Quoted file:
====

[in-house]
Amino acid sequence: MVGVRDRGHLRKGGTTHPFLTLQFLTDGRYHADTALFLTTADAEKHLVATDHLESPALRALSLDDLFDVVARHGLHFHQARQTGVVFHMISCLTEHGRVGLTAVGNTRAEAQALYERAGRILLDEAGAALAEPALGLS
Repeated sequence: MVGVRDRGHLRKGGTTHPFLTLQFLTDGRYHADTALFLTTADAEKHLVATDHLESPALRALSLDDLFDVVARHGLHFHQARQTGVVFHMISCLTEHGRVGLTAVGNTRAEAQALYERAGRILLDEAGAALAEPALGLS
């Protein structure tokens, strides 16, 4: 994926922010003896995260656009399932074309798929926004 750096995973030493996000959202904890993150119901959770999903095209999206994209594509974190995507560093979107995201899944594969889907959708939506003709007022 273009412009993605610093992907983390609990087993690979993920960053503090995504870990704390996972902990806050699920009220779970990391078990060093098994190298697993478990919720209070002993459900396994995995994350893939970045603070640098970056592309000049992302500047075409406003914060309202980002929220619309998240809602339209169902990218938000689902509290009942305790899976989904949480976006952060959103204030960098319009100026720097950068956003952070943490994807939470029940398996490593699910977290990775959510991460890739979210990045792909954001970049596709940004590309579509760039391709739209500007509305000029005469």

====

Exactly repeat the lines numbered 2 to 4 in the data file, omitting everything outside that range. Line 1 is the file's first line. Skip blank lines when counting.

Amino acid sequence: MVGVRDRGHLRKGGTTHPFLTLQFLTDGRYHADTALFLTTADAEKHLVATDHLESPALRALSLDDLFDVVARHGLHFHQARQTGVVFHMISCLTEHGRVGLTAVGNTRAEAQALYERAGRILLDEAGAALAEPALGLS
Repeated sequence: MVGVRDRGHLRKGGTTHPFLTLQFLTDGRYHADTALFLTTADAEKHLVATDHLESPALRALSLDDLFDVVARHGLHFHQARQTGVVFHMISCLTEHGRVGLTAVGNTRAEAQALYERAGRILLDEAGAALAEPALGLS
């Protein structure tokens, strides 16, 4: 994926922010003896995260656009399932074309798929926004 750096995973030493996000959202904890993150119901959770999903095209999206994209594509974190995507560093979107995201899944594969889907959708939506003709007022 273009412009993605610093992907983390609990087993690979993920960053503090995504870990704390996972902990806050699920009220779970990391078990060093098994190298697993478990919720209070002993459900396994995995994350893939970045603070640098970056592309000049992302500047075409406003914060309202980002929220619309998240809602339209169902990218938000689902509290009942305790899976989904949480976006952060959103204030960098319009100026720097950068956003952070943490994807939470029940398996490593699910977290990775959510991460890739979210990045792909954001970049596709940004590309579509760039391709739209500007509305000029005469």